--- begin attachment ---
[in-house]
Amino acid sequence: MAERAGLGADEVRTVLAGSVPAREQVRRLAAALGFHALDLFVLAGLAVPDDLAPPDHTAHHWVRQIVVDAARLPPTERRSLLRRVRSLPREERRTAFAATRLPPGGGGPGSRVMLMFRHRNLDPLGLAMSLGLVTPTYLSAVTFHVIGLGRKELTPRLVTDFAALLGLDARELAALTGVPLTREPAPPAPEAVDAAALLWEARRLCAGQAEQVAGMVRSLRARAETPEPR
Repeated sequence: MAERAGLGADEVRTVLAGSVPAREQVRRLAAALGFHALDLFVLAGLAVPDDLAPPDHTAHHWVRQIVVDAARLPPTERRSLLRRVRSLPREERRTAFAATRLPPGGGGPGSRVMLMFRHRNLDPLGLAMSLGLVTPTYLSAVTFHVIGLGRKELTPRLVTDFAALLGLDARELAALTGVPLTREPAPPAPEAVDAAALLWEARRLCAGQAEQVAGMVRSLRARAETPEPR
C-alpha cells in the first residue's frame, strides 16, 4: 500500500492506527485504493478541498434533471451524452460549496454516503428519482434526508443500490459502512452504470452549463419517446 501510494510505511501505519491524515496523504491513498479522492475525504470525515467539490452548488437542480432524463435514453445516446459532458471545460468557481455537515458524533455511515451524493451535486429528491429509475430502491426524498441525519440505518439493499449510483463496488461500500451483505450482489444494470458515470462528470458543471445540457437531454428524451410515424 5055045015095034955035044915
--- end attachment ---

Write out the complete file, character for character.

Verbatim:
[in-house]
Amino acid sequence: MAERAGLGADEVRTVLAGSVPAREQVRRLAAALGFHALDLFVLAGLAVPDDLAPPDHTAHHWVRQIVVDAARLPPTERRSLLRRVRSLPREERRTAFAATRLPPGGGGPGSRVMLMFRHRNLDPLGLAMSLGLVTPTYLSAVTFHVIGLGRKELTPRLVTDFAALLGLDARELAALTGVPLTREPAPPAPEAVDAAALLWEARRLCAGQAEQVAGMVRSLRARAETPEPR
Repeated sequence: MAERAGLGADEVRTVLAGSVPAREQVRRLAAALGFHALDLFVLAGLAVPDDLAPPDHTAHHWVRQIVVDAARLPPTERRSLLRRVRSLPREERRTAFAATRLPPGGGGPGSRVMLMFRHRNLDPLGLAMSLGLVTPTYLSAVTFHVIGLGRKELTPRLVTDFAALLGLDARELAALTGVPLTREPAPPAPEAVDAAALLWEARRLCAGQAEQVAGMVRSLRARAETPEPR
C-alpha cells in the first residue's frame, strides 16, 4: 500500500492506527485504493478541498434533471451524452460549496454516503428519482434526508443500490459502512452504470452549463419517446 501510494510505511501505519491524515496523504491513498479522492475525504470525515467539490452548488437542480432524463435514453445516446459532458471545460468557481455537515458524533455511515451524493451535486429528491429509475430502491426524498441525519440505518439493499449510483463496488461500500451483505450482489444494470458515470462528470458543471445540457437531454428524451410515424 5055045015095034955035044915